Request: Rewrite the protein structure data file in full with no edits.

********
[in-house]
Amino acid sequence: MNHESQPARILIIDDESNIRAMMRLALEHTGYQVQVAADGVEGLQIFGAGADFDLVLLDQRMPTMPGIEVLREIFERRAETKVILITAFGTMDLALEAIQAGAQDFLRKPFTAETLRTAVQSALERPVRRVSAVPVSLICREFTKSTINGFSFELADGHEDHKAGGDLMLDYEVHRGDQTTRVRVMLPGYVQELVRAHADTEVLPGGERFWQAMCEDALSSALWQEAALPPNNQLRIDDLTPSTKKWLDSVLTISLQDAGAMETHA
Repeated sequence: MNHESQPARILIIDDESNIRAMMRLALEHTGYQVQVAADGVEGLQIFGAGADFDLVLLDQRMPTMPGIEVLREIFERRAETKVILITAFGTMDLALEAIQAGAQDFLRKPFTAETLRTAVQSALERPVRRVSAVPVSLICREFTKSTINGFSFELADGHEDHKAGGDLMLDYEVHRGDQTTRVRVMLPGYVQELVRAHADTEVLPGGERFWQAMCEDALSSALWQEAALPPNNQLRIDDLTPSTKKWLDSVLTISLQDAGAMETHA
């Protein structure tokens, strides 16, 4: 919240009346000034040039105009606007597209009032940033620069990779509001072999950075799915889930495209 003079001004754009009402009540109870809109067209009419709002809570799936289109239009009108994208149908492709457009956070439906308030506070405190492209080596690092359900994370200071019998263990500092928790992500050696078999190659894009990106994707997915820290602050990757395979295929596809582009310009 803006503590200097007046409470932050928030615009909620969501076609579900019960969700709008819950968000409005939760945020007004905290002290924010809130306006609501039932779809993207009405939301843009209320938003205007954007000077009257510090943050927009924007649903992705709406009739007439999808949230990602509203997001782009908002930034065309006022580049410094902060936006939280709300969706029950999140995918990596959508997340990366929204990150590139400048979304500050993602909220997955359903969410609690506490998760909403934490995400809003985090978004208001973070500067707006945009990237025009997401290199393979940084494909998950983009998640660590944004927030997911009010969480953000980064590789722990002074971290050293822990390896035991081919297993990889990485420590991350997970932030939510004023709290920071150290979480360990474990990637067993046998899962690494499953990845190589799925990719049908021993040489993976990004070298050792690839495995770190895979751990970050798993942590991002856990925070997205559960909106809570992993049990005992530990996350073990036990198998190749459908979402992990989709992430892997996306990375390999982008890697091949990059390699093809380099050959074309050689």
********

[in-house]
Amino acid sequence: MNHESQPARILIIDDESNIRAMMRLALEHTGYQVQVAADGVEGLQIFGAGADFDLVLLDQRMPTMPGIEVLREIFERRAETKVILITAFGTMDLALEAIQAGAQDFLRKPFTAETLRTAVQSALERPVRRVSAVPVSLICREFTKSTINGFSFELADGHEDHKAGGDLMLDYEVHRGDQTTRVRVMLPGYVQELVRAHADTEVLPGGERFWQAMCEDALSSALWQEAALPPNNQLRIDDLTPSTKKWLDSVLTISLQDAGAMETHA
Repeated sequence: MNHESQPARILIIDDESNIRAMMRLALEHTGYQVQVAADGVEGLQIFGAGADFDLVLLDQRMPTMPGIEVLREIFERRAETKVILITAFGTMDLALEAIQAGAQDFLRKPFTAETLRTAVQSALERPVRRVSAVPVSLICREFTKSTINGFSFELADGHEDHKAGGDLMLDYEVHRGDQTTRVRVMLPGYVQELVRAHADTEVLPGGERFWQAMCEDALSSALWQEAALPPNNQLRIDDLTPSTKKWLDSVLTISLQDAGAMETHA
């Protein structure tokens, strides 16, 4: 919240009346000034040039105009606007597209009032940033620069990779509001072999950075799915889930495209 003079001004754009009402009540109870809109067209009419709002809570799936289109239009009108994208149908492709457009956070439906308030506070405190492209080596690092359900994370200071019998263990500092928790992500050696078999190659894009990106994707997915820290602050990757395979295929596809582009310009 803006503590200097007046409470932050928030615009909620969501076609579900019960969700709008819950968000409005939760945020007004905290002290924010809130306006609501039932779809993207009405939301843009209320938003205007954007000077009257510090943050927009924007649903992705709406009739007439999808949230990602509203997001782009908002930034065309006022580049410094902060936006939280709300969706029950999140995918990596959508997340990366929204990150590139400048979304500050993602909220997955359903969410609690506490998760909403934490995400809003985090978004208001973070500067707006945009990237025009997401290199393979940084494909998950983009998640660590944004927030997911009010969480953000980064590789722990002074971290050293822990390896035991081919297993990889990485420590991350997970932030939510004023709290920071150290979480360990474990990637067993046998899962690494499953990845190589799925990719049908021993040489993976990004070298050792690839495995770190895979751990970050798993942590991002856990925070997205559960909106809570992993049990005992530990996350073990036990198998190749459908979402992990989709992430892997996306990375390999982008890697091949990059390699093809380099050959074309050689």